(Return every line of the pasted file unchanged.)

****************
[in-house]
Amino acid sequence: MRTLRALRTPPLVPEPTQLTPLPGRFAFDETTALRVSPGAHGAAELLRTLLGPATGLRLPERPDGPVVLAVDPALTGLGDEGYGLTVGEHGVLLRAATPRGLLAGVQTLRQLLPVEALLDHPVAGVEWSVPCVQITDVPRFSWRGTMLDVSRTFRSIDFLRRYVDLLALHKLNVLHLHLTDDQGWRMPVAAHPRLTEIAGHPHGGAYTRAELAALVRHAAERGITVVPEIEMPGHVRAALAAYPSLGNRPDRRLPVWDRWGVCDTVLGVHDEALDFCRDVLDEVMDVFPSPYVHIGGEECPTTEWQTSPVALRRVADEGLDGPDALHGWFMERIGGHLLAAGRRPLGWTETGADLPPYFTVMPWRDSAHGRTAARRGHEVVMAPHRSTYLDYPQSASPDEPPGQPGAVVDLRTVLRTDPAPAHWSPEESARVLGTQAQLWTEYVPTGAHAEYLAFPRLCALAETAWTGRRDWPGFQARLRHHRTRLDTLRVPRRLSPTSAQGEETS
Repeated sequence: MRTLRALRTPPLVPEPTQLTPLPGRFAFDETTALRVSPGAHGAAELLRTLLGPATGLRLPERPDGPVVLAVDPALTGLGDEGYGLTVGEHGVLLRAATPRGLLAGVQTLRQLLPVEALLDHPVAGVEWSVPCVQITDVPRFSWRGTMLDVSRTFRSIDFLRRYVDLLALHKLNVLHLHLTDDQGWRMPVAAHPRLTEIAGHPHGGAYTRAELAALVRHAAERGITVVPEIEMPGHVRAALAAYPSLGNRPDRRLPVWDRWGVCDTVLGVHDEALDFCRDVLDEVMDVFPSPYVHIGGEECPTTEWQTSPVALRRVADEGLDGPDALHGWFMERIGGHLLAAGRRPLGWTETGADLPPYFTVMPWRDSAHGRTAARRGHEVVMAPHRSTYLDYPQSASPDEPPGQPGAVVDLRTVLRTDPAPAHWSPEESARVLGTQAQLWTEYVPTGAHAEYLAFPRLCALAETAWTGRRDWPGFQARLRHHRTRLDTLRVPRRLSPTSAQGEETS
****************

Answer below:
[in-house]
Amino acid sequence: MRTLRALRTPPLVPEPTQLTPLPGRFAFDETTALRVSPGAHGAAELLRTLLGPATGLRLPERPDGPVVLAVDPALTGLGDEGYGLTVGEHGVLLRAATPRGLLAGVQTLRQLLPVEALLDHPVAGVEWSVPCVQITDVPRFSWRGTMLDVSRTFRSIDFLRRYVDLLALHKLNVLHLHLTDDQGWRMPVAAHPRLTEIAGHPHGGAYTRAELAALVRHAAERGITVVPEIEMPGHVRAALAAYPSLGNRPDRRLPVWDRWGVCDTVLGVHDEALDFCRDVLDEVMDVFPSPYVHIGGEECPTTEWQTSPVALRRVADEGLDGPDALHGWFMERIGGHLLAAGRRPLGWTETGADLPPYFTVMPWRDSAHGRTAARRGHEVVMAPHRSTYLDYPQSASPDEPPGQPGAVVDLRTVLRTDPAPAHWSPEESARVLGTQAQLWTEYVPTGAHAEYLAFPRLCALAETAWTGRRDWPGFQARLRHHRTRLDTLRVPRRLSPTSAQGEETS
Repeated sequence: MRTLRALRTPPLVPEPTQLTPLPGRFAFDETTALRVSPGAHGAAELLRTLLGPATGLRLPERPDGPVVLAVDPALTGLGDEGYGLTVGEHGVLLRAATPRGLLAGVQTLRQLLPVEALLDHPVAGVEWSVPCVQITDVPRFSWRGTMLDVSRTFRSIDFLRRYVDLLALHKLNVLHLHLTDDQGWRMPVAAHPRLTEIAGHPHGGAYTRAELAALVRHAAERGITVVPEIEMPGHVRAALAAYPSLGNRPDRRLPVWDRWGVCDTVLGVHDEALDFCRDVLDEVMDVFPSPYVHIGGEECPTTEWQTSPVALRRVADEGLDGPDALHGWFMERIGGHLLAAGRRPLGWTETGADLPPYFTVMPWRDSAHGRTAARRGHEVVMAPHRSTYLDYPQSASPDEPPGQPGAVVDLRTVLRTDPAPAHWSPEESARVLGTQAQLWTEYVPTGAHAEYLAFPRLCALAETAWTGRRDWPGFQARLRHHRTRLDTLRVPRRLSPTSAQGEETS